Santa Cruz Viejo

This statue is one of the symbols of Santa Cruz. It’s called Cristo Redentor (Christ the Redeemer).

Today Jade took me to the old center of the city, Santa Cruz Viejo–Old Santa Cruz. We try to do an excursion each day since we aren’t working yet and get some shopping/chores done, too. Today, we got a problem with my phone fixed (fingers crossed) and Jade got new glasses. We also walked the Plaza 24 de Septiembre, the center of the old town.

Located in the center of the “Casco Viejo” (old sector of the city), the Plaza 24 de Septiembre received its name in honor of the anniversary of the uprising that led to Santa Cruz´s independence from Spain. In the center of the plaza stands the statue of Ignacio Warnes, a local hero of the Independence War initiated in 1810.
The plaza was still decorated for Christmas.
Bordering the Plaza 24 de Septiembre is the Cathedral, el Club Social, the Municipal Cultural Center, and other buildings that maintain their colonial architecture and are considered part of the “historic patrimony” of Santa Cruz, a phrase that means cultural heritage. There’s not many old Spanish buildings left, however. Most were torn down before preserving the cultural heritage became important.
Cathedral Basilica of St. Lawrence. It’s possible to go to the top of one of the towers, but I wimped out. The humidity is 100% and temps were above 85F on this sunny afternoon. I’m getting lazy in my old age! Santa Cruz de la Sierra Cathedral, is the main Catholic church in the city.

I’ve found some day tours I want to take of the Santa Cruz area, but all are private tours. The price is the same for 1 person as for 5. There are some new teachers starting this year that I’ve not met yet. I’ll see if any of them want to split the cost of some tours. I’m particularly interested in the half-day, city tour to start with. Since we don’t work weekends, we can probably go on Saturdays. There are a couple of jungle/wildlife refuges in the area and there’s a tour of the Jesuit missions I’m interested in, too. Teachers report to the school next week, so I hope to meet some new friends.

Jade took me to a really great vegetarian restaurant. The food was great and prices reasonable. I ordered the Achojcha rellena (a stuffed vine fruit, similar to a gourd, common to the area). The cost was 22Bs (Bolivianos. Roughly 7Bs = 1US Dollar)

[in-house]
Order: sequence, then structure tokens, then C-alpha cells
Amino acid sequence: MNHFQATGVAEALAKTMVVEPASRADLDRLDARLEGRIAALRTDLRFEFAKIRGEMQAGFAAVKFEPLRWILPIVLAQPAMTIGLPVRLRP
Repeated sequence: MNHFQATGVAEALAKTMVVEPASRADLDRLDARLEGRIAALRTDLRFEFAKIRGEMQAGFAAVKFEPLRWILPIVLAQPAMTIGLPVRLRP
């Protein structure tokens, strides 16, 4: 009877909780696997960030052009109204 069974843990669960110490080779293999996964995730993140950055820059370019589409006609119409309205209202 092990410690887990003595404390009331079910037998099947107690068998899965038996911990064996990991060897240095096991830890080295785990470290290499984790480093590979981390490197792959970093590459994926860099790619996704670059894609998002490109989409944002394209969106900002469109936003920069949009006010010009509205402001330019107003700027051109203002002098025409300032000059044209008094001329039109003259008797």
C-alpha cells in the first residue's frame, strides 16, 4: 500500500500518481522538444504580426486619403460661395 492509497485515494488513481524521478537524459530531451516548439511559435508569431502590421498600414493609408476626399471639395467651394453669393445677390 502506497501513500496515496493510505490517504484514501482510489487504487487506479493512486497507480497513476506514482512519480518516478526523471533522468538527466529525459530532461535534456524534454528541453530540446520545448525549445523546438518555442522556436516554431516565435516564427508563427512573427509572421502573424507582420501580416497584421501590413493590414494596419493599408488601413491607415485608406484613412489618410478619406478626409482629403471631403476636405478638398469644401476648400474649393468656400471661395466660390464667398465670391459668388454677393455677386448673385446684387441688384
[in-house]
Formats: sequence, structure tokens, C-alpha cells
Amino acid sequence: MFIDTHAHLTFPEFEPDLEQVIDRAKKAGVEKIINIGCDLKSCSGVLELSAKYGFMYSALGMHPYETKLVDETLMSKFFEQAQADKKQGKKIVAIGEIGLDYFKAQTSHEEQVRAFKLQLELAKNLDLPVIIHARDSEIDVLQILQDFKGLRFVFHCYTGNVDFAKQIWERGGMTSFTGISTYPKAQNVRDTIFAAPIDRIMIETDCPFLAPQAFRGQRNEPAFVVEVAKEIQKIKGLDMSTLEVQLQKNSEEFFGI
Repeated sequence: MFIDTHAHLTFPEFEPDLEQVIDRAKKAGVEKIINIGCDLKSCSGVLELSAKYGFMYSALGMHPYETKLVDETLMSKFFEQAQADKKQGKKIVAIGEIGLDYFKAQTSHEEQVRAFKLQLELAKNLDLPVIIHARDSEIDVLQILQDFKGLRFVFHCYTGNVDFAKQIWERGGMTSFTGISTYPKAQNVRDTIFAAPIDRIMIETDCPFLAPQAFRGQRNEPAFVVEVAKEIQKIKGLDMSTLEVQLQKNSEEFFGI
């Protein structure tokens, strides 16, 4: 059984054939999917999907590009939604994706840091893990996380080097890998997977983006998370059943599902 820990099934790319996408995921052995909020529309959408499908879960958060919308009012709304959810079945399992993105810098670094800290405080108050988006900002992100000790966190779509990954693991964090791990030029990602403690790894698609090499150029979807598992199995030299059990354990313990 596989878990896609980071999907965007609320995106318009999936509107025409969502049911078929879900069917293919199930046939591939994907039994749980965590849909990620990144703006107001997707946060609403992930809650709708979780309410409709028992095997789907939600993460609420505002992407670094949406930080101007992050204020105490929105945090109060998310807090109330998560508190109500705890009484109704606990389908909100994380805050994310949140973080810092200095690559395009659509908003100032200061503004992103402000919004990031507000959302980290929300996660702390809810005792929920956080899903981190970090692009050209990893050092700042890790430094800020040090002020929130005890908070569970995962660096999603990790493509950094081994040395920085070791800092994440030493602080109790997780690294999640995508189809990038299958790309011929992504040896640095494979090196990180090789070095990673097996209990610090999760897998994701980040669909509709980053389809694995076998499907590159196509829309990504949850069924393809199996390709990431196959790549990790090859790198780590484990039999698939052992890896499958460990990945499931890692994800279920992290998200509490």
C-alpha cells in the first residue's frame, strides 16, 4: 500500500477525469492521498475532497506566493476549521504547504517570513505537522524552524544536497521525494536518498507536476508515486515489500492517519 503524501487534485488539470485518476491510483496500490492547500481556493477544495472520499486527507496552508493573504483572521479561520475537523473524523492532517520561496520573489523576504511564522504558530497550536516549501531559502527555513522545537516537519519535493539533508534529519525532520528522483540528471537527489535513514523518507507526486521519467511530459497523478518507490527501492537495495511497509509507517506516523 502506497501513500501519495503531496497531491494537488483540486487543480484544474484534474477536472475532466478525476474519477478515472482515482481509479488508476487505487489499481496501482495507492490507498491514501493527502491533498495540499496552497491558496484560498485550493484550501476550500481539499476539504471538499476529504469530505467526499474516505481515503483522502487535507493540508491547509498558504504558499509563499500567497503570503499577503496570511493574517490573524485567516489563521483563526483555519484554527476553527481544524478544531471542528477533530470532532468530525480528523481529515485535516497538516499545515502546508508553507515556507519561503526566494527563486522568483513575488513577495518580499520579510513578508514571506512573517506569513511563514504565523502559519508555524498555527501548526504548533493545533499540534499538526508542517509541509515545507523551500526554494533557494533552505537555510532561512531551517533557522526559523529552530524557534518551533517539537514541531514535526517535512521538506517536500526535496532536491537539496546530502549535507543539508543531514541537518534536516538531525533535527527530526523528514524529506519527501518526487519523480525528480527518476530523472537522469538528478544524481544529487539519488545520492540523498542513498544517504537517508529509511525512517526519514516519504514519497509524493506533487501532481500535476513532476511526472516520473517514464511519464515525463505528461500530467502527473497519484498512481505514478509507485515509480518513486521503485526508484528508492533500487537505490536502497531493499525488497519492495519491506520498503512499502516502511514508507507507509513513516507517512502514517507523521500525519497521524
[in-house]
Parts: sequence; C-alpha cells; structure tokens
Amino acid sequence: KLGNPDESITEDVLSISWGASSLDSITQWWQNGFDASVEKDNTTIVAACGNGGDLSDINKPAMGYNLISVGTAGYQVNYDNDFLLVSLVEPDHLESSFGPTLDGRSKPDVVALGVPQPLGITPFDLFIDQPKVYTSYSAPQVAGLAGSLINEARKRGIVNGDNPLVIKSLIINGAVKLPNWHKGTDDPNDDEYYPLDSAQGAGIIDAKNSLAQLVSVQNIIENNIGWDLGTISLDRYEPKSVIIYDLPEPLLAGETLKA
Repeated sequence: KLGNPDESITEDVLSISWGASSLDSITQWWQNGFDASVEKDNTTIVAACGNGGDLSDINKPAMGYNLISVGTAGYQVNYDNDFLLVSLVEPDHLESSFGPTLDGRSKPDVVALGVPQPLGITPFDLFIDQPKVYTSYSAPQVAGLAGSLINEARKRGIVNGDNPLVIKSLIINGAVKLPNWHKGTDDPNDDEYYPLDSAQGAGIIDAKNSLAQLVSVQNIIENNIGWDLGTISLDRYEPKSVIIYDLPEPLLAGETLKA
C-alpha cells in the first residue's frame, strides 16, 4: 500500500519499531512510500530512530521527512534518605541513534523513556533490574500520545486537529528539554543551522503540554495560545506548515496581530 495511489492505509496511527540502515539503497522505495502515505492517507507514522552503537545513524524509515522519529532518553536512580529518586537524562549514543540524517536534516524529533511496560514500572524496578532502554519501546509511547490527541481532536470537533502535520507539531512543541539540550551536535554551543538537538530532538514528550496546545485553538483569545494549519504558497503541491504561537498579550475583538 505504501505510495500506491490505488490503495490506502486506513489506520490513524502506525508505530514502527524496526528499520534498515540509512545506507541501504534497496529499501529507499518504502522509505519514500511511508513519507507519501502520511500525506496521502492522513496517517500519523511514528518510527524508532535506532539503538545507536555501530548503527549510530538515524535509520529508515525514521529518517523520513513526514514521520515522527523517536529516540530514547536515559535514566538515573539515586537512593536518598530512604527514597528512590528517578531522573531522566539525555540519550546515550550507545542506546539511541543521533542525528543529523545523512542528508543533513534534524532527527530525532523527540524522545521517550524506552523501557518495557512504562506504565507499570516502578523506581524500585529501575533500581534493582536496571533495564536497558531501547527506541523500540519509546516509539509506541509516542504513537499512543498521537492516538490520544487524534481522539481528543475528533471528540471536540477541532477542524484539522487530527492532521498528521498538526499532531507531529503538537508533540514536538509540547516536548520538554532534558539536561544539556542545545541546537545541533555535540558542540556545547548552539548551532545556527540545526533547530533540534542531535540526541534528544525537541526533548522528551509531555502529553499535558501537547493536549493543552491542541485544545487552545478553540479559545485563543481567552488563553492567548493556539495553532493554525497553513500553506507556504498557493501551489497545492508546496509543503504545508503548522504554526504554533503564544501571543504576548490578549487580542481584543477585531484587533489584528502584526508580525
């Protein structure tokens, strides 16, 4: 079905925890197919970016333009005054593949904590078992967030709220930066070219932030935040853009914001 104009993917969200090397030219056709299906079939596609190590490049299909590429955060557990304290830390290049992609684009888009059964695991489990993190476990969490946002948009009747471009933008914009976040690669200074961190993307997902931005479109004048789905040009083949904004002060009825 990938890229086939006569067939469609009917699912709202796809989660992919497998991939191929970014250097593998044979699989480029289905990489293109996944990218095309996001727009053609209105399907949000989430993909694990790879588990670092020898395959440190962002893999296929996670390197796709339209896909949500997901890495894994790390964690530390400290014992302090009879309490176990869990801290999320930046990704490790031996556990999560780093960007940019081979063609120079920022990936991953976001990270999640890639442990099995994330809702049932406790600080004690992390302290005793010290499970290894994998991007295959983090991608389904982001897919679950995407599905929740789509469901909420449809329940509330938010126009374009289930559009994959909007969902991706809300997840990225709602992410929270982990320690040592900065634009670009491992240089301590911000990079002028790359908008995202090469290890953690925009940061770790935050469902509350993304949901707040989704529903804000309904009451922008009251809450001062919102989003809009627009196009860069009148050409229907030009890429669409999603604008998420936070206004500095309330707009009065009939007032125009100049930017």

Here’s my meal. At the top is the Achojcha relleno. It’s stuffed with vegetables and tofu. Going clockwise: steamed broccoli; a tomato slice with mayo on top of shredded beets, lettuce & radish; steamed green beans and shredded carrots topped with sprouts; quinoa with veggies; and steamed squash (similar to pumpkin).
The drink is acerola juice. It tastes like a sweet and tart carrot juice. Tasty and very healthy.
More info on Achojcha
More info on Acerola
Another square in the downtown. This one has an artisans’ market on Sundays.
This is in my apartment. There’s been a LOT of rain. It’s a bad design for the condos, but the half-bath is located below street level and floods when rains are heavy. There was easily a foot of standing water for 2 days. All the two-story, floor plans in this condo association are the same, so I suspect everyone had the same issue. This room has flooded twice since I arrived a week ago. Based on the smell of the water, I’m never using that bathroom.

Getting settled in Bolivia

Here’s my new roomie, Jade. She’s a vegetarian, great cook and is starting her fourth year of teaching at the school. She’s been invaluable to me and it’s only my third day in country! What would I do without her? The kitchen is pretty well outfitted. There’s a four burner (propane) gas stove AND oven (there were no working ovens in Vietnam, Mexico or Peru!). Also a full sized fridge, and the water from the tap is potable (though a very high mineral content) and there’s even hot water. I’ve not seen potable or hot water from the sink outside of the USA!

My flight to Bolivia from The States was uneventful, but long and tiring. I arrived (very) late Tuesday, January 9th, 2018 and was extremely grateful to see Mariela and Jaclyn, from the school, there to greet me.  I talked with the director, Maria, by phone, as the ladies drove me to my new apartment. She promised to meet me the next day. However minutes later, she sent a text to Mariela saying I should “rest” and she’d call me. She didn’t call on Wednesday. We walked to the school on Thursday, but she didn’t come in that day. Or Friday. So I’ve not met her yet. Perhaps Monday? Schedules are very fluid here.

The landscaping at the condo community includes many exotic, tropical plants.

Information is fluid as well. My roommate is Jade and she’s 26 and from New Zealand (not 36, from London as promised. I’d only agreed to a roommate because I thought she was older, over thirty). She’s starting her fourth year of teaching here, so it’s difficult to imagine someone got “confused.” There’s a third roommate, Miguel, coming in a day or two. (I had not agreed to a third roommate, especially not a male.)

I’m hopeful that it will workout. In fact, Jade has been amazing–my room was ready, the kitchen stocked, she cooked for me, she helped me get cash, showed me around and she’s given me such a huge amount of information I won’t be able to remember it all. She walked me to the school on Thursday and introduced me to several people, is helping me understand the culture, schedule, paperwork. Her Spanish is amazing. I’m so jealous! Honestly, it would be difficult without her help.